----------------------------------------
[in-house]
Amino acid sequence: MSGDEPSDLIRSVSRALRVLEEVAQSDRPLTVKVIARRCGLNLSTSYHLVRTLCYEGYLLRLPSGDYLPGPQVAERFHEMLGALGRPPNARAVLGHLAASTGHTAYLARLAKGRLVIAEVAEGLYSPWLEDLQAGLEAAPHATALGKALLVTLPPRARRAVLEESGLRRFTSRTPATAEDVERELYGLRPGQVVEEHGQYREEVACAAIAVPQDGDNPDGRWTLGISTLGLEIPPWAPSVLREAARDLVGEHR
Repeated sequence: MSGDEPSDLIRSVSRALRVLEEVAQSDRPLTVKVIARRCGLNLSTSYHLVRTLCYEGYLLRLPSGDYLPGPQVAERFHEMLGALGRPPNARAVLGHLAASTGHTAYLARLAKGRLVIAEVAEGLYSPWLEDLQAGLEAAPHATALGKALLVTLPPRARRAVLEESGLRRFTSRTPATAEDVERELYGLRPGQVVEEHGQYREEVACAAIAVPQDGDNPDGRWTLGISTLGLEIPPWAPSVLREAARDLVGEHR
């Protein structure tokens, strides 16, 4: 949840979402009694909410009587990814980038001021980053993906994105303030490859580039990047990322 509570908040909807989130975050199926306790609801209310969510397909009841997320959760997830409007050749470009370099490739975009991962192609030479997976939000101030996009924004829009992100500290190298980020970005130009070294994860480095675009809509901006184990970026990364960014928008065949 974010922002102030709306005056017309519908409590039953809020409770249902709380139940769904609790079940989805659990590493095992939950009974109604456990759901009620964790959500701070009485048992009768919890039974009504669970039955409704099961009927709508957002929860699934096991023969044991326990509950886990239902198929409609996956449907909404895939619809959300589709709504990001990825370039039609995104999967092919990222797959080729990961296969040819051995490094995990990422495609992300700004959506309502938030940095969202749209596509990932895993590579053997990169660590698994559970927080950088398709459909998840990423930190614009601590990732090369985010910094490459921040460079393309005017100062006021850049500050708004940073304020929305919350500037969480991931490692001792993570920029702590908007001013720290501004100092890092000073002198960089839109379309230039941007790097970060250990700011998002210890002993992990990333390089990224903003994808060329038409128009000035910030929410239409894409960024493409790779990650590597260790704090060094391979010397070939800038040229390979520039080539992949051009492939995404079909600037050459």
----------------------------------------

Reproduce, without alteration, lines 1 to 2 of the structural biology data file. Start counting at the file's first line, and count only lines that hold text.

[in-house]
Amino acid sequence: MSGDEPSDLIRSVSRALRVLEEVAQSDRPLTVKVIARRCGLNLSTSYHLVRTLCYEGYLLRLPSGDYLPGPQVAERFHEMLGALGRPPNARAVLGHLAASTGHTAYLARLAKGRLVIAEVAEGLYSPWLEDLQAGLEAAPHATALGKALLVTLPPRARRAVLEESGLRRFTSRTPATAEDVERELYGLRPGQVVEEHGQYREEVACAAIAVPQDGDNPDGRWTLGISTLGLEIPPWAPSVLREAARDLVGEHR